US sows discord in South Asia
Two templates in the regional politics are seri- ously debilitating the United States cam- paign to bring Pakistan down on its knees in
the Afghan endgame.
One is that New Delhi has distanced itself from
the US campaign and pursues an independent
policy toward Islamabad.
The Pakistan-Iran bonhomie works as the second factor, frustrating US policies to isolate
Pakistan. Indeed, Pakistan would have been pretty much isolated had there been an acute rivalry
with Iran over the Afghan endgame. The current
level of cordiality in the relationship enables
Islamabad to focus on the rift with the US and
even draw encouragement from Tehran.
The recent statement by Indian External Affairs
Minister S M Krishna on the US-Pakistan rift
underscored that India does not see eye to eye
with the US approach. It was carefully timed to
signal to Washington (and Islamabad) that Delhi
strongly disfavored any form of US military action
A string of evidence would suggest that the
Pakistani leadership appreciates the Indian
stance. The army headquarters in Rawalpindi
acted swiftly October 23 to return to India within
hours its helicopter with three senior military officers on board, which strayed into Pakistani territory in bad weather in the highly sensitive Siachen
The official spokesman in Delhi went on record
conveying India’s appreciation of the Pakistani
gesture. Such conciliatory gestures are rare (for
both sides) in the chronicle of Pakistan-India relationship. Looking ahead, the prime ministers of India and
Pakistan are likely to meet on the sidelines of the South
Asian Association for Regional Cooperation summit in
Male, the Maldives, November 10-11.
Washington would have been quick to insist that it acted
as ‘facilitator’ in fostering the improving climate in India-Pakistan relations. But the US is instead watching with a
degree of discomfort that its complicated South Asian symphony is throwing up ‘jarring’ notes.
Calibrating the India-Pakistan tensions traditionally constituted a key element of the US’ regional diplomacy.
Washington has ‘retaliated’ to Krishna’s statement by
clamping down a travel ‘advisory,’ cautioning American
nationals from visiting India because of heightened terrorist threats. Delhi, in turn, ticked off Washington saying it
considered the US move ‘disproportionate’ — a cute way of
saying it is baloney.
Jundullah in retreat
What is happening in the Pakistan-Iran relationship is
even more galling for the US. There has been a spate of
high-level visits between Islamabad and Tehran, and the
two capitals have reached mutual understanding on a range
of security interests.
Last week, Tehran acknowledged that there has not been
a single attack by the terrorist group Jundullah from the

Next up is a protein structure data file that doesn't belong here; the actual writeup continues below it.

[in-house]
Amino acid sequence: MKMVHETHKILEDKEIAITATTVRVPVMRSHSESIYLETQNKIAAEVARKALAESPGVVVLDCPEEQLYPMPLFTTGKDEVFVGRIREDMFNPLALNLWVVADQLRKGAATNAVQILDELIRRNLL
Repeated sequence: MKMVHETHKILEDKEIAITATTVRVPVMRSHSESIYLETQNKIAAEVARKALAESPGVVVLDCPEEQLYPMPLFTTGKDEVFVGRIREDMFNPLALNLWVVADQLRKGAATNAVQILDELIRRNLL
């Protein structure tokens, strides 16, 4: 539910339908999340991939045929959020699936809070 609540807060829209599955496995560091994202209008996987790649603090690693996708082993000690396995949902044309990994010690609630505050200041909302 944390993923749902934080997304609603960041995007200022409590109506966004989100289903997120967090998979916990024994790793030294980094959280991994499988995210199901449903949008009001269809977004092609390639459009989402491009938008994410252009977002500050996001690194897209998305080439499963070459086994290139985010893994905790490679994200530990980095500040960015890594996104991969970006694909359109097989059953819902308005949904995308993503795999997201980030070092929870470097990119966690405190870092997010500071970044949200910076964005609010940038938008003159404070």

Pakistani side of the border in the Baluchistan region during the past 10-month period.
Tehran has accused the US of masterminding Jundullah
terrorists to stage covert operations to destabilize Iran.
However, during the period since the detention of Central
Intelligence Agency operative Raymond Davis in Lahore in
January, Islamabad clamped down on hundreds of US intelligence operatives functioning on Pakistani soil. This has
seriously cramped the US’ capacity to dispatch Jundullah
terrorists into Iran.
Tehran is satisfied that the Pakistani security establishment is finally acting purposively to smash up the US-backed Jundullah network. It reciprocates Pakistan’s goodwill by trying to harmonize its Afghan policy and it scrupu-
Iranian President Mahmoud Ahmadinejad, front left, with Pakistan’s Prime Minister Yousaf Raza Gilani, front right, in Tehran, September 12. The Pakistan-Iran bonhomie is frustrating US policies to isolate Pakistan
lously avoided pointing fingers at Pakistan for the assassination of Burhanuddin Rabbani, who was closely allied with
Essentially, Iran appreciates that Pakistan’s ‘strategic defiance’ of the US will be in the interest of regional stability, the
bottom line being that Tehran is keen to force the American
troops to leave the region.
Tehran succeeded in the pursuit of a similar objective in
Iraq by prevailing upon the Shi’ite political elites in
Baghdad not to accede to the desperate pleas by the US to
allow US troops to continue even after the stipulated deadline of withdrawal in December under the status of forces
agreement. But Afghanistan is a different kettle of fish and
a common strategy with Pakistan will help.
Pakistan keeps an ambivalent stance on the issue of long-term US military presence in Afghanistan, but it can count
on the Taliban to robustly oppose the US plans apropos military bases. Unsurprisingly, Tehran purses a multi-pronged
approach toward the Taliban.
In sum, the overall regional scenario is becoming rather
unfavorable to the US. The easing of tensions in Pakistan’s
relations with India and Iran undermines the US strategy to
get embedded in the region.
The US’s travel ‘advisory’ was intended to raise hackles in
India about the imminent possibility of Pakistan-supported
terrorist activities. Again, US-sponsored disinformation is
reappearing that China and Pakistan are conspiring against
India by setting Chinese military
bases in the Northern Areas of
Pakistan, which form part of Kashmir.